In contrast to Zampanò, Gelsomina is similar to a child.
Before Zampanò, Gelsomina had never been out of her town. Everything she saw with Zampanò was new. Her glittering wide eyes filled with hope and curiosity resembled a child in an amusement park. The world was her amusement park. She didn’t yet know the cruelties that lived within it. Even though Zampanò was horrible to her, she still managed to care for him and was willing to stick by his side.
Gelsomina had multiple opportunities to escape Zampanò, but she would not do it. Once, she told The Fool that even if she left, it would be the same result because she was useless and she was sick of living. The Fool asked her what she was good at, and because she had no answer, he said that, perhaps, her purpose was to be with Zampanò and help him, since he behaved like a dog. After this, Gelsomina was convinced her purpose was to be with Zampanò and help him with his bruteness. When she saw Zampanò kill The Fool, a switch went off in her mind, heart, and soul. All the innocence and excitement she had, left her body. She became quiet, distraught, and scared of Zampanò. Then, Zampanò abandoned her and we never got to see her again. We only hear from the lady that speaks to Zampanò about her. The lady says that Gelsomina never talked, never ate, and cried a lot. Zampanò’s evil killed Gelsomina’s bright spirit. She felt her purpose, to help Zampanò, was not real. She felt worthless again.
Furthermore, Gelsomina is a representation of how this world can tear you down. Sometimes, when one is innocent and kind, the world is mean and cruel in return. It is hard to stay kind, but one must show kindness above all. Living without kindness and compassion is living like Zampanò, full of anger and regret.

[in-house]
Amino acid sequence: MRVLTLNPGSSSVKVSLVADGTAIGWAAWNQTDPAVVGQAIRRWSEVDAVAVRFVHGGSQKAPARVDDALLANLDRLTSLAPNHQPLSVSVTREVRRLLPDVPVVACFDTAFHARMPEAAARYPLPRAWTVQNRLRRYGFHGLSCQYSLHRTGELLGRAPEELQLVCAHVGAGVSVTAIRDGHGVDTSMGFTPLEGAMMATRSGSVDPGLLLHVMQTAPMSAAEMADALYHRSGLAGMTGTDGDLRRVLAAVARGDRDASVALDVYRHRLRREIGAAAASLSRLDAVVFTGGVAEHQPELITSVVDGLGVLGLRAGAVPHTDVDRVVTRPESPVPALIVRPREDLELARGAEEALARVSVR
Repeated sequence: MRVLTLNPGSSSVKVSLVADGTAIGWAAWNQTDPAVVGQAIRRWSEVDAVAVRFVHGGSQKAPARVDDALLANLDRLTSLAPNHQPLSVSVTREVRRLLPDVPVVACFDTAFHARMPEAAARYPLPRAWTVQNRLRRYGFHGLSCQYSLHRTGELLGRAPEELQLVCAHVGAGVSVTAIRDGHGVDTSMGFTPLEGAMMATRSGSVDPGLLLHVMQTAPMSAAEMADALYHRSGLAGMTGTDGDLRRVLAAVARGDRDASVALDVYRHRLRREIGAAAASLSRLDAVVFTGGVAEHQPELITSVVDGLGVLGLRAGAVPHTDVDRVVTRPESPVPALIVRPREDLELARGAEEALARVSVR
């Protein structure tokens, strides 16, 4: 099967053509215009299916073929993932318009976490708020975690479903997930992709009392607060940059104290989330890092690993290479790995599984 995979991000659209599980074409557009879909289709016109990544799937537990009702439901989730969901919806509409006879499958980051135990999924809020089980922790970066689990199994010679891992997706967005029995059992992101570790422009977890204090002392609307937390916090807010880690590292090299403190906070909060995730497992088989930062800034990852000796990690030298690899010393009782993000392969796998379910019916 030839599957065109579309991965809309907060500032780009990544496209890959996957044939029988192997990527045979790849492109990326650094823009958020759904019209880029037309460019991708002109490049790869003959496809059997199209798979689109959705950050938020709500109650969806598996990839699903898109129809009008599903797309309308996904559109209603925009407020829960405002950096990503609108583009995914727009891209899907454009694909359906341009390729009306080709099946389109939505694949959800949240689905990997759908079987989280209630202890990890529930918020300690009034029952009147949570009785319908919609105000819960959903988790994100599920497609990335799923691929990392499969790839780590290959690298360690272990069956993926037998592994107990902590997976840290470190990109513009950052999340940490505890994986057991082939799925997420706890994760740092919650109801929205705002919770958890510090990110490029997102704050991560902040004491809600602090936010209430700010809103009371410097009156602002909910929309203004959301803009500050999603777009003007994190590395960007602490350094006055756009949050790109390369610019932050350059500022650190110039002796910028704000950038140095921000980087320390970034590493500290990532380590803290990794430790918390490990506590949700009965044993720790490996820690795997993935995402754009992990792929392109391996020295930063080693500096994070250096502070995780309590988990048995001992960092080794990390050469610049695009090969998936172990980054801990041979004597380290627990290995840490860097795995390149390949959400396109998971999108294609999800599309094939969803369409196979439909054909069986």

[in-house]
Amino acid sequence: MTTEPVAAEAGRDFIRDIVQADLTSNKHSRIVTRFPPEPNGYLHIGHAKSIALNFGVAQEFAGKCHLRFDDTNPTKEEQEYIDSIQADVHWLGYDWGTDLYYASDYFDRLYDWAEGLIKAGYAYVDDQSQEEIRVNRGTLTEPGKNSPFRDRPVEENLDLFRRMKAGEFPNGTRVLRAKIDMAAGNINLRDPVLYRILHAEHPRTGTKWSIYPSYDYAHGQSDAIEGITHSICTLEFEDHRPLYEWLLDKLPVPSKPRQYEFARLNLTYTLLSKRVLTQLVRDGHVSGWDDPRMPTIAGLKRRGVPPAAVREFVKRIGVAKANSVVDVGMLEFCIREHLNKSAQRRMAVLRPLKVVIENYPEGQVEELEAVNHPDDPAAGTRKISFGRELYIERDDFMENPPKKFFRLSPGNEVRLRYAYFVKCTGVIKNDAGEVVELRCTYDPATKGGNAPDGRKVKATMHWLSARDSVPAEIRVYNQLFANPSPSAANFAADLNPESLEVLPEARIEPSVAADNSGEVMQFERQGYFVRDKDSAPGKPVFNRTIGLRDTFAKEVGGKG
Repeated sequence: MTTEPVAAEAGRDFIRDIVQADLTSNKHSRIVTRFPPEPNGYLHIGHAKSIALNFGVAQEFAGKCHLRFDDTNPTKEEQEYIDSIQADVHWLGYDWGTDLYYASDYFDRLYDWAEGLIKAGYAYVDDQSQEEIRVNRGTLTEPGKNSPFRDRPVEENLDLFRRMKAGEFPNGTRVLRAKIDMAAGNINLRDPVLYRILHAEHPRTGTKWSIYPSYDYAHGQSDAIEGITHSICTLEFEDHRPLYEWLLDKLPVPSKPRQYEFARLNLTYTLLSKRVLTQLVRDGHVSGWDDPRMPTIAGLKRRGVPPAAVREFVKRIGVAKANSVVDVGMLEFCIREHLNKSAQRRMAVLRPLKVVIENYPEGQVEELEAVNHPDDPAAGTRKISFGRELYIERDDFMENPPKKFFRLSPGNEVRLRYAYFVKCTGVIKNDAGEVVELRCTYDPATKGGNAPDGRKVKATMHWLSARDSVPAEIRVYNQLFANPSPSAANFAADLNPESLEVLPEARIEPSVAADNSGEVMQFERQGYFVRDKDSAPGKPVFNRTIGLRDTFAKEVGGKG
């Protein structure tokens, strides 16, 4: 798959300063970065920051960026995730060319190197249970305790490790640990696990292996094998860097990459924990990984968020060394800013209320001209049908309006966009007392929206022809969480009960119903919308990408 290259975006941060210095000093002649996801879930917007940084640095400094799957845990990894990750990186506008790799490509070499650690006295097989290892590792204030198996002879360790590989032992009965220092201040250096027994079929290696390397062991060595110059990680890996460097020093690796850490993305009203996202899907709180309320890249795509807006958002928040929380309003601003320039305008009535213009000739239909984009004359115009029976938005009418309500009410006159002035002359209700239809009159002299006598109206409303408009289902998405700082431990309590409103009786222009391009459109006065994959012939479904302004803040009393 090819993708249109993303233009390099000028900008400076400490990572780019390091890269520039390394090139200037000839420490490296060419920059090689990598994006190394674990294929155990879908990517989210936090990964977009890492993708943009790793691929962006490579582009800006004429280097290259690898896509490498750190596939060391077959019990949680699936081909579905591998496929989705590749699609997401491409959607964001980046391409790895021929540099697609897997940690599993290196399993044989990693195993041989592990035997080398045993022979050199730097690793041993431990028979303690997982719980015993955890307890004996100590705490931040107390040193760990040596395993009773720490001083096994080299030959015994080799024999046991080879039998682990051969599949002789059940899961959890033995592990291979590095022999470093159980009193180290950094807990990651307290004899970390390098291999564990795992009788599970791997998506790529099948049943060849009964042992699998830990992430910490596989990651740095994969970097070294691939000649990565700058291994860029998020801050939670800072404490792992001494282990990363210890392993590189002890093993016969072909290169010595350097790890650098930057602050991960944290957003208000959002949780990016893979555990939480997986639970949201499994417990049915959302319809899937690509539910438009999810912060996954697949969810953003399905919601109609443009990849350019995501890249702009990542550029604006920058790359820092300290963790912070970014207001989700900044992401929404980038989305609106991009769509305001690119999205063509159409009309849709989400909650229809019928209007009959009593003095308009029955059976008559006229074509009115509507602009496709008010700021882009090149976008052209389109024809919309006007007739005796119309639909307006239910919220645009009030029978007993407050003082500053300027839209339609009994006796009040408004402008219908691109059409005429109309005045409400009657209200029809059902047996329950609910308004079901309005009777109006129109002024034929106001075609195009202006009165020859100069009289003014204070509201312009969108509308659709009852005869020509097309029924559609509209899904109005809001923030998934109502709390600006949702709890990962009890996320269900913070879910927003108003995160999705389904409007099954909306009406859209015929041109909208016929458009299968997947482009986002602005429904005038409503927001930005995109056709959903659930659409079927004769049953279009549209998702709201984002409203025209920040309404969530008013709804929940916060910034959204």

I believe Gelsomina did have a purpose. She was meant to show a cruel heartless man, the kindness and joy in the world. She was meant to teach him a lesson, which unfortunately, he learned a little too late.
Similar to Gelsomina, The Fool is a bright spirit. He is, perhaps, the most important character to me.
I think it’s ironic that he was named The Fool. To society he might have seemed like a fool, but in my opinion, he was living the smartest and most relaxed life he could. If society learned from this fool, it would be much more relaxed and kinder. The Fool has seen how cruel this world can be and decided to make life a joke. He didn’t take anything too seriously. Even when Zampanò chased him around with a knife, he made jokes. He had no attachments to people or objects. He didn’t know where he was going, and he was content with that. He is calm because he knows he has a purpose, and he shows Gelsomina how to find hers as well.
“I am ignorant, but I’ve read some books. You may not believe it but everything in this world has a purpose. Even this pebble. Even this has a purpose” he said as he held a pebble in his hand. “And what is its purpose?” Gelsomina asked. To which he replied: “If I knew I’d be the Almighty who knows everything… I do not know what this pebble’s purpose is, but it must have one because if this pebble has no purpose, then everything is pointless. Even the stars. At least, I think so. And you too. You have a purpose too”. This scene is superb, and it perfectly conveys a sort of answer to the million-dollar question that every human being has asked themselves: Why are we here?
There is no exact answer to this question. We can only live our lives and accept that everything in this world has a purpose, even the pebbles and the stars.
Ultimately, La Strada is one of my favorite films because of what it means to me. Of course, it has many interpretations and this is just my own, but the acting, the story and its message, whichever you find, are undeniably marvelous and can teach us a thing or two about life. It shows that life is not perfect. It’s sad and filled with struggles. One day we have everything, the next day, we don’t. What the road holds is unknown but there is beauty in this unknown.